A growing number of Service Level Agreements (SLA) between customers and Communication Service Providers (CSPs) are being expressed in terms of percentiles. This practice gives CSPs the opportunity to both refine the SLA collaboratively with their customer and also to monetize performance information obtained from their network. It also enables customer to choose from a wider pool of SLAs and adapt them to their specific needs. Some operators even pay penalties if they fail to meet the conditions of the SLA.
What are SLA percentiles and how are they used?
In the network environment, a percentile is a measurable percentage of performance either above or below an agreed level. Percentile measurements are commonly performed over an agreed interval, to ensure they adequately represent the performance of all the packets delivered over that network. A good example is packet delay. Here a SLA might specify that 95% of the packets need to be delivered within 10ms, providing crystal clarity over when a SLA breach occurs.
Calculating percentiles over a measurement interval, however, is resource intensive and, as a result, can prove cost prohibitive. One elegant way to bring the cost down is to obtain percentile measurements using Measurement Bins. A Bin is a kind of counter that increases every time a measured value falls within pre-determined boundaries. In their simplest form, two kinds of Bins can be defined: one for the measurement interval from zero to a threshold value, and a second from this threshold value upwards, infinitely. By just counting the number of values that fall within the first interval or Bin and dividing this value by the total number of values in the measurement interval, one can directly obtain the percentile of measurements that fall within the SLA. Performing this task is, comparably, very efficient, making it easy to verify whether or not the contractual SLA has been honoured.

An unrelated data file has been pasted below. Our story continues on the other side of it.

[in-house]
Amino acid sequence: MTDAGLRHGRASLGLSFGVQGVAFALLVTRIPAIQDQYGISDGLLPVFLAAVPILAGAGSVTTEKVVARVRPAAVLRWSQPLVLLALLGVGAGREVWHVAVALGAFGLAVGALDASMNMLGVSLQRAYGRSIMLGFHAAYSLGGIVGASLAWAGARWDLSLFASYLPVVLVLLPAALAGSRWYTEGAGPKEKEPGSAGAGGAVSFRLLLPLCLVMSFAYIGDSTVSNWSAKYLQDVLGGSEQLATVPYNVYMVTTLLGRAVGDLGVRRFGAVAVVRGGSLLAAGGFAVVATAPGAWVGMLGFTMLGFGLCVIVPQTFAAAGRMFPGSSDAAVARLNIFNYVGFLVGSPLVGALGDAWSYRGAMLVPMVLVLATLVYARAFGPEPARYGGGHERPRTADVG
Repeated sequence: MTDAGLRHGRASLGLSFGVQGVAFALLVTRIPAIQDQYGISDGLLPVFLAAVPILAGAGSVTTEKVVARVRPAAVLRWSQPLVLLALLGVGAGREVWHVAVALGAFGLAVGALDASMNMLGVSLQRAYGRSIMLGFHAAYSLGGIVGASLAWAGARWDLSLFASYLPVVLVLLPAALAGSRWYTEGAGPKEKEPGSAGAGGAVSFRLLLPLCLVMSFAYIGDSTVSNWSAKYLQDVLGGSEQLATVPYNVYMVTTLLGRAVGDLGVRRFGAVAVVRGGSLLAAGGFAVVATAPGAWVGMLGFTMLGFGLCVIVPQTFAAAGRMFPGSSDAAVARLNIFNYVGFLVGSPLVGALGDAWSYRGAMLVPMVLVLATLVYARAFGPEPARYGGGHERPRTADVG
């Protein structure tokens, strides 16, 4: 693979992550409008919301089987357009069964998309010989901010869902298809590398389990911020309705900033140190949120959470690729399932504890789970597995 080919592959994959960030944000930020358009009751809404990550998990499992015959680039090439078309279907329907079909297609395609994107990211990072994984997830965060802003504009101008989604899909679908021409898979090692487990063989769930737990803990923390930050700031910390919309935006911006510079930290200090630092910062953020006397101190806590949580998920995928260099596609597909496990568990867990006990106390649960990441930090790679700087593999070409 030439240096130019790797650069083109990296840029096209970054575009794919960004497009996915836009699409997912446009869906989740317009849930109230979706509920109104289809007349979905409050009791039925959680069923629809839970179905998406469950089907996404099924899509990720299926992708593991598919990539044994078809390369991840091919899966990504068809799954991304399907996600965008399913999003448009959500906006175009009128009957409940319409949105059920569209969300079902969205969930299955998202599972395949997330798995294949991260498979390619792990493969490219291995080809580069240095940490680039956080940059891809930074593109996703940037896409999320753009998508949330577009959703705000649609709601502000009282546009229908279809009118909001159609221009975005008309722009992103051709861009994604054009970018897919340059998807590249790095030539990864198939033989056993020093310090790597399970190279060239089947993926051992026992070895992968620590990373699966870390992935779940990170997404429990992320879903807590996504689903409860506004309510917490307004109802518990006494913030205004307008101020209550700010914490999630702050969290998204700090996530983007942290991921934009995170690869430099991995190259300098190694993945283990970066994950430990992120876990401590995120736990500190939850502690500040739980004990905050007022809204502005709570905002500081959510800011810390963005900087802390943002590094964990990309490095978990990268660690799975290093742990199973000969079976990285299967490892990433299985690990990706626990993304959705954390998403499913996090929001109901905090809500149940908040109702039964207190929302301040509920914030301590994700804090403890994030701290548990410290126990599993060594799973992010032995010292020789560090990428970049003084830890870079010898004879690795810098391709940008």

Extend the Bin concept to multiple Bins, each with their own measurement interval, is both possible and useful, for several reasons. Firstly it makes it possible to measure against multiple SLA thresholds simultaneously. CSPs might want to be able to propose multi-level of SLAs based on the quality of the service or the geographical distance of the network. The use of multiple Bins streamlines the way measurements are done and provides more flexibility in the way the obtained data can be exploited. Secondly, multiple Bins provide better visibility of trends in the network; properly defined Bins provide greater insight into the performance variations across different parts of the network, using different measurement intervals. Usefully, this approach provides solid performance indicators and highlights deviations which might be indicative of future problems. In this way, Bins can also be used as an early warning system that can alert operators to performance degradation prior to an SLA breach occurring.
The deep dive: multiple Bin implementation
EKINOPS implemented the use of Bins in its OneAccess L2 product range to enable more measurement parameters to be expressed in terms of percentiles, beyond minimum, maximum and average values. Here, ten Bins can now be individually configured, including equal-sized Bins based on a minimum and maximum values. Measurement Bins are typically applicable for one-way or two-way delay-related parameters such as Frame Delay (FD), Frame Delay Range (FDR) or Inter-Frame Delay Variation (IFDV). In the figure below you can see how the different measurement Bins are defined as a function of their minimum delay and the next minimum delay of the next measurement Bin. The first Bin starts at 0 delay and the last Bin ends at ꝏ (in practice a timeout which equals approximately the measurement interval divided by the number of measurement samples (N) in the interval) (see figure below).
More details about the use of Measurement Bins can be found in recommendation MEF35.1, describing an Implementation Agreement for Service OAM Performance monitoring and freely available on the public MEF website: www.mef.net.
CSP SLAs: Better than they’ve ever Bin before
CSPs can use all of this new performance information to create a new, premium service for customers, one that provides greater commercial clarity via more detailed visibility into the performance of their contracted services. The end result? A new generation of SLAs that can unlock a new revenue streams for the CSP and also set the tone for a more personalised, equitable and transparent customer relationship.
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